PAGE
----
Commonwealth trips on red tape

April 12, 1996

Whenever I meet fellow Commonwealth vice chancellors, as happened recently at the Association of Commonwealth Universities conference in Malta, I feel humbled by the severity of the problems faced by some of my colleagues.

While the issues confronting us all are in many ways very similar, the degree of underfunding, political interference, and student disruption experienced by universities elsewhere puts one's own difficulties into perspective. I was particularly struck by the statement by one Indian vice chancellor that she had had herself sworn in as a police commissioner because since the police had to be called to her campus so often, it was imperative that as chief executive she should be in control and not someone from outside.

Despite these difficulties, the collegiality and the shared ambitions, for institutions and students alike, were tangible. How, for example, could one fail to be impressed by what is being done in South Africa, where the demands of nation-building and of rapidly increasing access have to be reconciled with maintaining excellence in some of the world's most distinguished universities and creating it in some of the newest? Sustaining an environment in which teaching, learning and reflection can flourish when there is, for wholly understandable reasons, a high degree of social turbulence is a hugely demanding task, very different (despite superficial similarities) from the events in western universities at the end of the 1960s.

It was a distinguished South African vice chancellor, Brenda Gourley of Natal, who reminded us that a whole generation of her country's most distinguished leaders had spent lengthy periods in prison or in exile, reading and reflecting on the nature of government and on the kind of society they would one day seek to create. The intellectual output of universities had had a major impact and served to create a group of statesmen, as opposed to mere politicians driven by short-term expediency. I felt pride at what universities contributed, and contribute, to South Africa today.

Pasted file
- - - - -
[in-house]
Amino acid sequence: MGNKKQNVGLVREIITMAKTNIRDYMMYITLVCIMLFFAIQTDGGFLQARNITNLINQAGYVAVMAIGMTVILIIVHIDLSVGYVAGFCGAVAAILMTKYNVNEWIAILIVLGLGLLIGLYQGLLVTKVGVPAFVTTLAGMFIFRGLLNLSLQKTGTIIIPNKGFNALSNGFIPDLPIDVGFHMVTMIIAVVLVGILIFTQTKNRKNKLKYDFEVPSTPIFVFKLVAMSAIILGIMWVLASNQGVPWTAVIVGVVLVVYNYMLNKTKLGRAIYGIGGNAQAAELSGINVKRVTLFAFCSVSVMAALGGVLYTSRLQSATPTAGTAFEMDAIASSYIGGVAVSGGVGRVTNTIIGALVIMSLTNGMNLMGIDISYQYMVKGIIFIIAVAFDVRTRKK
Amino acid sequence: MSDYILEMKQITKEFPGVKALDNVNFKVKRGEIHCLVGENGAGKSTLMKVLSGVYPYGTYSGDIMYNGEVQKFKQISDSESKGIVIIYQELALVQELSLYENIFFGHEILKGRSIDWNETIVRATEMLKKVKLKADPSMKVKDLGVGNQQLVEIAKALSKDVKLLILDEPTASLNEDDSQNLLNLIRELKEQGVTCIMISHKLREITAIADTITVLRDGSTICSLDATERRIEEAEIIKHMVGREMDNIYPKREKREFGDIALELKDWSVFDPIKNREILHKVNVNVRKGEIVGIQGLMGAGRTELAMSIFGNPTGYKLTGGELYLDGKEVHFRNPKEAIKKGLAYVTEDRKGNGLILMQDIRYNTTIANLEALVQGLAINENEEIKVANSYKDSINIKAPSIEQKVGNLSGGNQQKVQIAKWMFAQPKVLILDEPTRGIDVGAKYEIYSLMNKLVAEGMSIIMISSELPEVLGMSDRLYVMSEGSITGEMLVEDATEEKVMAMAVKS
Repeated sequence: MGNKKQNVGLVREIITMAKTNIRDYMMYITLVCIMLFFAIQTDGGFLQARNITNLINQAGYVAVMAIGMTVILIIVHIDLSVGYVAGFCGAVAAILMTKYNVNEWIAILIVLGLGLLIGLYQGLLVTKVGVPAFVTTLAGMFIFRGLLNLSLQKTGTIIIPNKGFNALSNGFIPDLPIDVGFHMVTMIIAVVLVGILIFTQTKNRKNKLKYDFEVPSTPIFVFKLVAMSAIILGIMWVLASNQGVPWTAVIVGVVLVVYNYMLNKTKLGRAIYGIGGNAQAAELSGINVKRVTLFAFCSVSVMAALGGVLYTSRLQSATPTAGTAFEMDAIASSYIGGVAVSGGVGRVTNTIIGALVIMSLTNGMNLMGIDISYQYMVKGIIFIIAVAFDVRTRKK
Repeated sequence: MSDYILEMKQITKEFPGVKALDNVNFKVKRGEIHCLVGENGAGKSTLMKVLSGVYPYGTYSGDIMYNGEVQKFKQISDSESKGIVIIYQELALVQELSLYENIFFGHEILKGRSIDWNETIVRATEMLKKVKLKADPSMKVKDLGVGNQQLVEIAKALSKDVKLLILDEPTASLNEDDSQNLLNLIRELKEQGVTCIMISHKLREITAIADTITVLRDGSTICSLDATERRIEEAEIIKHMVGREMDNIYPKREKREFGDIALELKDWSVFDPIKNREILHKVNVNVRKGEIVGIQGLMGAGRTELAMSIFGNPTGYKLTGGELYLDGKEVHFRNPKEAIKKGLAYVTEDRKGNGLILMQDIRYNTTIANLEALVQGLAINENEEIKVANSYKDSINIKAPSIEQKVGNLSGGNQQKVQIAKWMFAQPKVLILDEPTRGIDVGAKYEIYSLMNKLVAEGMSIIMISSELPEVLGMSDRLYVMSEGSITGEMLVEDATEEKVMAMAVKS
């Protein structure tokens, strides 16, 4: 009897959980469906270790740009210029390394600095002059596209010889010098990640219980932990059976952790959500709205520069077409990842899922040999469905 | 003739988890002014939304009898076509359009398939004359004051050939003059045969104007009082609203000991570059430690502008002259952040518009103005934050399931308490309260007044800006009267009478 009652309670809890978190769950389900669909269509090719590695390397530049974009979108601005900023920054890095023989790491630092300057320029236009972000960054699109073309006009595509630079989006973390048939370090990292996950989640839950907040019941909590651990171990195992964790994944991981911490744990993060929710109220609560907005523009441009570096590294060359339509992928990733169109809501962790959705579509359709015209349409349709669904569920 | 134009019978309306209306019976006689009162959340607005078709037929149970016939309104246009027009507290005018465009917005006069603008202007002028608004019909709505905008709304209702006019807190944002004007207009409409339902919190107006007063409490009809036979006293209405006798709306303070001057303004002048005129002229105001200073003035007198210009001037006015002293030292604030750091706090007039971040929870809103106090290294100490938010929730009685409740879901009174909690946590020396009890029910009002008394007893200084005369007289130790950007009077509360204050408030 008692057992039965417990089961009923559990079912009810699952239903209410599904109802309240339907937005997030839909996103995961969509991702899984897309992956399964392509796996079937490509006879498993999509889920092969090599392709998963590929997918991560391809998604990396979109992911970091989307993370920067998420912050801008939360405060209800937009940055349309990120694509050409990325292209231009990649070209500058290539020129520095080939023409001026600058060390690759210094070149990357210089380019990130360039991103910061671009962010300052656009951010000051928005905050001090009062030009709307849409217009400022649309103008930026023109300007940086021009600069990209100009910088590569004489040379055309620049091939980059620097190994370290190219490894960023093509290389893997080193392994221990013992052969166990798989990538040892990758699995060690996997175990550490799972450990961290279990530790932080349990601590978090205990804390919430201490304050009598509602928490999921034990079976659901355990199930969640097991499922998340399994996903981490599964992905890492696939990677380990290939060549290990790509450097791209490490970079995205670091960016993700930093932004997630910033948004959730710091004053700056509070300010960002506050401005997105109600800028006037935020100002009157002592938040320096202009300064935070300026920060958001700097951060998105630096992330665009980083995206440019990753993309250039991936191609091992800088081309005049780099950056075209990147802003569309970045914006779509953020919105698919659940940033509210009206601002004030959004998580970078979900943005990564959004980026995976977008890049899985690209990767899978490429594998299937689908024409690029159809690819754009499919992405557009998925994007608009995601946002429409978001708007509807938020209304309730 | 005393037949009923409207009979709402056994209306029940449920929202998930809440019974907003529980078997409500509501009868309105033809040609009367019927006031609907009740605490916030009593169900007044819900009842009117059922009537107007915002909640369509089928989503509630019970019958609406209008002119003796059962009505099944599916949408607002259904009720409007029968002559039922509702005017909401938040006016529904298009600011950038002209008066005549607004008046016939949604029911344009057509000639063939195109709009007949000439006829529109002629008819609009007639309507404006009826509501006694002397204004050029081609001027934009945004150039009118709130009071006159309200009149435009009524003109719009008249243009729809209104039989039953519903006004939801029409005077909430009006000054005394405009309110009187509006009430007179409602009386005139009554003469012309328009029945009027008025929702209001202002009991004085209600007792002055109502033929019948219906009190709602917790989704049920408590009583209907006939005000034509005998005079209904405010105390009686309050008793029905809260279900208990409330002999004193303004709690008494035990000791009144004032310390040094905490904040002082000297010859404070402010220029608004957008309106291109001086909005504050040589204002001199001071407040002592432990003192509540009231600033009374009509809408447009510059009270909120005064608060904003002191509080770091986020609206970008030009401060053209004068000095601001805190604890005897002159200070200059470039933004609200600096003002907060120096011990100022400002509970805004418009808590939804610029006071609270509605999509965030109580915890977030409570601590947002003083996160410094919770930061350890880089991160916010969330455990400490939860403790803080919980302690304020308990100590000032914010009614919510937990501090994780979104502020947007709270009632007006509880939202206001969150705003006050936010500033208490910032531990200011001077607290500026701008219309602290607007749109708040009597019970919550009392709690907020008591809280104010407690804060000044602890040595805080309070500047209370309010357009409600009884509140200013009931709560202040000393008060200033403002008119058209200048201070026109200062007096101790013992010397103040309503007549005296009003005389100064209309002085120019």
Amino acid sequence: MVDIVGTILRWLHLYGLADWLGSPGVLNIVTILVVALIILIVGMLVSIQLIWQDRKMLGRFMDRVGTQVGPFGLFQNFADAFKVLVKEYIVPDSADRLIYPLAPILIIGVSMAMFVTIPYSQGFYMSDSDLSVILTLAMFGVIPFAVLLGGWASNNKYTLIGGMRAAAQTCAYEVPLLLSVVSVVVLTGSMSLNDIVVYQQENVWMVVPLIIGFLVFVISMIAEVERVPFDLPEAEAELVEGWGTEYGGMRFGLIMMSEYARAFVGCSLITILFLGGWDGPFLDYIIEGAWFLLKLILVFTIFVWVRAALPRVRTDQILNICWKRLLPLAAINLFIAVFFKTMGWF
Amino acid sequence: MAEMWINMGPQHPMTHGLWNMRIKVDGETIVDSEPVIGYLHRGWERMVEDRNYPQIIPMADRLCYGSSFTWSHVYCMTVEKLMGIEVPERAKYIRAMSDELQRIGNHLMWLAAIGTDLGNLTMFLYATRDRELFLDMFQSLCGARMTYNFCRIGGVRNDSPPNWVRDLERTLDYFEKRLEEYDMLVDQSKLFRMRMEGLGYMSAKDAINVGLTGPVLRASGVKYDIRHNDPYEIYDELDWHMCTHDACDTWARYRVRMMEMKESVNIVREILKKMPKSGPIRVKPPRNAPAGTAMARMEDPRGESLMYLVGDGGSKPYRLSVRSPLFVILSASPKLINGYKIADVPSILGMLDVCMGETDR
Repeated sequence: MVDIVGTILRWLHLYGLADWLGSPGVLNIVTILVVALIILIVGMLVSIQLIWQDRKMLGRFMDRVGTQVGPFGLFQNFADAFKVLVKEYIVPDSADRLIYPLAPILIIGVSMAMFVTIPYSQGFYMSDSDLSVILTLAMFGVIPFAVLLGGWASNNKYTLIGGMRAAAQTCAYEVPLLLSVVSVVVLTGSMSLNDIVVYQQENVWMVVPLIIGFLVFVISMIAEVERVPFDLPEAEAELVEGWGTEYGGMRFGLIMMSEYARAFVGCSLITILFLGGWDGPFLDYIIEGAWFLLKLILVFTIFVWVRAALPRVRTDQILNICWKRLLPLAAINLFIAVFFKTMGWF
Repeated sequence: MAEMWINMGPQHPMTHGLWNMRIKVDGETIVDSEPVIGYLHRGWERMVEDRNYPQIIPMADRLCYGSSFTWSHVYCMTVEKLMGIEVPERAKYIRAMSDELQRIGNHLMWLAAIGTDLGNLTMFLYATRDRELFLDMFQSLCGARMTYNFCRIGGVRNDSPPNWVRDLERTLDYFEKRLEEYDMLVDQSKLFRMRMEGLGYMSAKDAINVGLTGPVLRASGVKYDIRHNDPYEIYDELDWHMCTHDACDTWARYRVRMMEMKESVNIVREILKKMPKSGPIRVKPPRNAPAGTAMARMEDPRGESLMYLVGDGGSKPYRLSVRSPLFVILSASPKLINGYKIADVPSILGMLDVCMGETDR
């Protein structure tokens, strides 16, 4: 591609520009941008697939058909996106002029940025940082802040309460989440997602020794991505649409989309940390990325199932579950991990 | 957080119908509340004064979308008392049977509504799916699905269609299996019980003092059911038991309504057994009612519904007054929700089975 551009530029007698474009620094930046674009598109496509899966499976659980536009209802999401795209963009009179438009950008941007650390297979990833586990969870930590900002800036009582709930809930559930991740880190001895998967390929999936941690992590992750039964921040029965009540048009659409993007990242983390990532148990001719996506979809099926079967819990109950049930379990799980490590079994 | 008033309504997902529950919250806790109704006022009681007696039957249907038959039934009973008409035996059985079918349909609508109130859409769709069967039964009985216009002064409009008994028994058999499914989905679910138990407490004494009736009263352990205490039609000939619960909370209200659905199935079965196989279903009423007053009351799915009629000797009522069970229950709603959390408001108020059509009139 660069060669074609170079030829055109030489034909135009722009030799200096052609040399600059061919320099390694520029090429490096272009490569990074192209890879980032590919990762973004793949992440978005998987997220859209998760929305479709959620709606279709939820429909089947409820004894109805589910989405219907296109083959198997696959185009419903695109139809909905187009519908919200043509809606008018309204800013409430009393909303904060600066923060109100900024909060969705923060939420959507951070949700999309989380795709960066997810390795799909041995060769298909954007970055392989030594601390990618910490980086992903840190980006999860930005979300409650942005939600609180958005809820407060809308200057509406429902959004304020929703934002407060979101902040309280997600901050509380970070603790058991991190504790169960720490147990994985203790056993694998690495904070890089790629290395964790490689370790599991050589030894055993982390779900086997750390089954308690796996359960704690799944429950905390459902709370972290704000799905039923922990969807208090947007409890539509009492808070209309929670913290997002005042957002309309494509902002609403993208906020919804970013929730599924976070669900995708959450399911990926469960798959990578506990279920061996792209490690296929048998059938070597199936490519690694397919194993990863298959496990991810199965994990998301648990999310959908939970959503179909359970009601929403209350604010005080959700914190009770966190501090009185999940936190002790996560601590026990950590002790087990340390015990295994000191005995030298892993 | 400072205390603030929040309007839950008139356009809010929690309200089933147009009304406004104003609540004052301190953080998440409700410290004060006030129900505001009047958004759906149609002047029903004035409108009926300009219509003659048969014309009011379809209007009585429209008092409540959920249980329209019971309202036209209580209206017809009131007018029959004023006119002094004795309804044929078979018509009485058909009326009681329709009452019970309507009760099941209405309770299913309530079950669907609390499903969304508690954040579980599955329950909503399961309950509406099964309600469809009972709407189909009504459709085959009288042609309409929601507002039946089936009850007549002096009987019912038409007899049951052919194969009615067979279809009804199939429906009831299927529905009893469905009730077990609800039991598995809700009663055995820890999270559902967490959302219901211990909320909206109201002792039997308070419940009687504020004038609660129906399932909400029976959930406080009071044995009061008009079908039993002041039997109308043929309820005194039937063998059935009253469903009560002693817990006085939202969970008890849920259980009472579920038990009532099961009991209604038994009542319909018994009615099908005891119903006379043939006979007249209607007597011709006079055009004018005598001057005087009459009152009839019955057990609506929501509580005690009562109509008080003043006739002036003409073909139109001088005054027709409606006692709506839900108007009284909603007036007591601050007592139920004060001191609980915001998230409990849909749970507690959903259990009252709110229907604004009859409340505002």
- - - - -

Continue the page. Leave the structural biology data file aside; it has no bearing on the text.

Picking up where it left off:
One recurring question was how responsive a university should be to its immediate region or society. There is no simple answer. Universities fulfil a multiplicity of roles, from research at the frontiers of knowledge and the education of the next generation of doctors, engineers and philosophers, through to meeting the pressing needs of local communities by offering access to students not previously able to develop their talents or by solving urgent social or environmental problems of the society they serve.

The issue for me is not whether universities should engage in all of these tasks - they obviously must - but rather whether every nation state can afford to engage in international quality research and whether, if it can, its various universities should seek to be multifaceted or should be funded appropriately for distinct missions.

Many other familiar themes surfaced. Students today benefit from the investments made by their predecessors; how best should they contribute to the opportunities that they will bequeath to their successors? How should we educate professionals to be technically competent citizens who will not rock the boat, or to question and challenge received wisdom? And finally, will politicians across the Commonwealth ever learn that excessive bureaucratic accountability simply diverts the energy of the most talented from the very matters which it is supposed to protect, the quality and the standard of our teaching and research? If not, what should be our reaction?

Martin Harris is vice chancellor of the University of Manchester.

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